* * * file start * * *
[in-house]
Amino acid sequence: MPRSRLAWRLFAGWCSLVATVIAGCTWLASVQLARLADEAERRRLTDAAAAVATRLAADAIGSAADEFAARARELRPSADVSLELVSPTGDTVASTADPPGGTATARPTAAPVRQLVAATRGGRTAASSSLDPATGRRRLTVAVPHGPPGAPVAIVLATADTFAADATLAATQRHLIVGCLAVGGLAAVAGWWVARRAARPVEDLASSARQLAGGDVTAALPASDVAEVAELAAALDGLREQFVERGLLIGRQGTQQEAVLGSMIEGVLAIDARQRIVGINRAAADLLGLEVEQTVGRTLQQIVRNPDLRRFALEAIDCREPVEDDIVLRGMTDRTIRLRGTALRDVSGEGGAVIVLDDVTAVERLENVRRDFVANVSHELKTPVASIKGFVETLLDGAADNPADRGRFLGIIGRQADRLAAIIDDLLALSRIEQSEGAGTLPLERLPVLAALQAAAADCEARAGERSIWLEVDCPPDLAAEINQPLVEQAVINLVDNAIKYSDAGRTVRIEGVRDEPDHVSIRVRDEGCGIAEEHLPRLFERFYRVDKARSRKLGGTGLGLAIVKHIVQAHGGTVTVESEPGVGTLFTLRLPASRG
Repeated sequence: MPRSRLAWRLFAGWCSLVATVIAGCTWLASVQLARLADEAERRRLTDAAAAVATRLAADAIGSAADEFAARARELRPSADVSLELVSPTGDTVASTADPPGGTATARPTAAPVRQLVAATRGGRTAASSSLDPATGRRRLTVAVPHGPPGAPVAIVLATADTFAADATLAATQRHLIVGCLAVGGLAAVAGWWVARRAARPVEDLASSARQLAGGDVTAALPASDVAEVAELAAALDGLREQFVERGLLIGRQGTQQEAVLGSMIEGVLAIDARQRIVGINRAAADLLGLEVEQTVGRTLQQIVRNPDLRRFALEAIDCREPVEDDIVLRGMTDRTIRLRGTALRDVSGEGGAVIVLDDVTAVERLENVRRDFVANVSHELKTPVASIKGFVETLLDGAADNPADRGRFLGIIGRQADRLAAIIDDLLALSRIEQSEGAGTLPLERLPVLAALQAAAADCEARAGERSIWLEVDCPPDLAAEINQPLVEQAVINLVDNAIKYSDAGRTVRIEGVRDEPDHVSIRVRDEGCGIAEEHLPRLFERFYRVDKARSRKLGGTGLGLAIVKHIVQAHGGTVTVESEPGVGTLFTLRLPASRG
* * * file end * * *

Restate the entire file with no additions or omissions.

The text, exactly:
[in-house]
Amino acid sequence: MPRSRLAWRLFAGWCSLVATVIAGCTWLASVQLARLADEAERRRLTDAAAAVATRLAADAIGSAADEFAARARELRPSADVSLELVSPTGDTVASTADPPGGTATARPTAAPVRQLVAATRGGRTAASSSLDPATGRRRLTVAVPHGPPGAPVAIVLATADTFAADATLAATQRHLIVGCLAVGGLAAVAGWWVARRAARPVEDLASSARQLAGGDVTAALPASDVAEVAELAAALDGLREQFVERGLLIGRQGTQQEAVLGSMIEGVLAIDARQRIVGINRAAADLLGLEVEQTVGRTLQQIVRNPDLRRFALEAIDCREPVEDDIVLRGMTDRTIRLRGTALRDVSGEGGAVIVLDDVTAVERLENVRRDFVANVSHELKTPVASIKGFVETLLDGAADNPADRGRFLGIIGRQADRLAAIIDDLLALSRIEQSEGAGTLPLERLPVLAALQAAAADCEARAGERSIWLEVDCPPDLAAEINQPLVEQAVINLVDNAIKYSDAGRTVRIEGVRDEPDHVSIRVRDEGCGIAEEHLPRLFERFYRVDKARSRKLGGTGLGLAIVKHIVQAHGGTVTVESEPGVGTLFTLRLPASRG
Repeated sequence: MPRSRLAWRLFAGWCSLVATVIAGCTWLASVQLARLADEAERRRLTDAAAAVATRLAADAIGSAADEFAARARELRPSADVSLELVSPTGDTVASTADPPGGTATARPTAAPVRQLVAATRGGRTAASSSLDPATGRRRLTVAVPHGPPGAPVAIVLATADTFAADATLAATQRHLIVGCLAVGGLAAVAGWWVARRAARPVEDLASSARQLAGGDVTAALPASDVAEVAELAAALDGLREQFVERGLLIGRQGTQQEAVLGSMIEGVLAIDARQRIVGINRAAADLLGLEVEQTVGRTLQQIVRNPDLRRFALEAIDCREPVEDDIVLRGMTDRTIRLRGTALRDVSGEGGAVIVLDDVTAVERLENVRRDFVANVSHELKTPVASIKGFVETLLDGAADNPADRGRFLGIIGRQADRLAAIIDDLLALSRIEQSEGAGTLPLERLPVLAALQAAAADCEARAGERSIWLEVDCPPDLAAEINQPLVEQAVINLVDNAIKYSDAGRTVRIEGVRDEPDHVSIRVRDEGCGIAEEHLPRLFERFYRVDKARSRKLGGTGLGLAIVKHIVQAHGGTVTVESEPGVGTLFTLRLPASRG